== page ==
Lowest specialised care and increased use of emergency services among the immigrant population in Spain.
A study carried out by the Biomedical Research Centre Network reveals health differences between immigrant and native population in Spain. This is a review of scientific papers held by their Sub programme in Immigration and Health, on health, epidemiology and health services use by the immigrant population in Spain.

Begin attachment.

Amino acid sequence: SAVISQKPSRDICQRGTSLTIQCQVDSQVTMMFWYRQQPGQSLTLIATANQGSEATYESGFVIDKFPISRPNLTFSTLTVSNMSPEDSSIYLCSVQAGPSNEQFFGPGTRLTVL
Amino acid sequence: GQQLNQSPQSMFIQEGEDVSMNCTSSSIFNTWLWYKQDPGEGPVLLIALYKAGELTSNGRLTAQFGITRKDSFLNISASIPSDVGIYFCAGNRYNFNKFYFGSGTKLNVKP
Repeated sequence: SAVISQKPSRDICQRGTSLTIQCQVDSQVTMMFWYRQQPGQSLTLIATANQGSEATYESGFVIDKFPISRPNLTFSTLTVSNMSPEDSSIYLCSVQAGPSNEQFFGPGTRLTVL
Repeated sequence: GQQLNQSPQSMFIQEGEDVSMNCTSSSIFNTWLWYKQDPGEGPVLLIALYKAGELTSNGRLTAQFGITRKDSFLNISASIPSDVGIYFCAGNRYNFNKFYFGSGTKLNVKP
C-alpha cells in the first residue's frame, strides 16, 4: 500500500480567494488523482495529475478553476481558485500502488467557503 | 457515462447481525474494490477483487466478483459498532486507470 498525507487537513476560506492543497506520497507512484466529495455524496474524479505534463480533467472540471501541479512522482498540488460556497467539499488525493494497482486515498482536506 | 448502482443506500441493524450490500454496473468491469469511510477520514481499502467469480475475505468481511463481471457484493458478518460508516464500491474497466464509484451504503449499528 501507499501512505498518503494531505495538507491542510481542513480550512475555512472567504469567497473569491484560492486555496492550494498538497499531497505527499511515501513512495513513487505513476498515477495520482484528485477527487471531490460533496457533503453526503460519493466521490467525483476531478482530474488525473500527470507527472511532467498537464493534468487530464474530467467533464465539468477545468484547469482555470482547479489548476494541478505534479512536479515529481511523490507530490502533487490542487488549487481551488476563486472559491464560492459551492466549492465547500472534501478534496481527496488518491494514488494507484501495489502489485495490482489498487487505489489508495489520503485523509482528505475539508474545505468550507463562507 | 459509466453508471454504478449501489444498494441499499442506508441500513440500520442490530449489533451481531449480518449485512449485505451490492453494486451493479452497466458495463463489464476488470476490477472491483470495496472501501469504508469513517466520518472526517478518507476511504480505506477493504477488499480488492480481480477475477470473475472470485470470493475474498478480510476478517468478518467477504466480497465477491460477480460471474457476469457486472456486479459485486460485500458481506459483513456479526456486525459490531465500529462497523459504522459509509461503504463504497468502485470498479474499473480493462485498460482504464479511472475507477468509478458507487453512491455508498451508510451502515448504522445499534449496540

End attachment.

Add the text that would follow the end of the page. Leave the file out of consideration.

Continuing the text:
The review indicates that young women immigrants are at greater risk for mental health problems. Among other findings, this study also highlights, compared with natives, greater exposure to worst material and psychosocial conditions that affect health, worse perceived health and quality of life are at increased residence time, the increased prevalence of obesity and less practical exercise, the greater violence, and lower overall mortality. The participation of immigrants in prevention programs is lower; moreover, they use less specialised care and emergency services. As for infectious diseases, the study highlights the increased prevalence of hepatitis B and C among migrants; the increased risk of ‘parasitosis’ and mycosis imported during the first year of residence, and later in traveling to their place of origin; the highest incidence of tuberculosis in young and adult multiresistant tuberculosis; the high proportion of immigrants, about 40% in newly diagnosed HIV infection, the high prevalence of HIV infection, as well as some STIs, and resistance to anti-retroviral treatment in certain immigrant groups. Methodologically, a small number of longitudinal studies and case-control was found.
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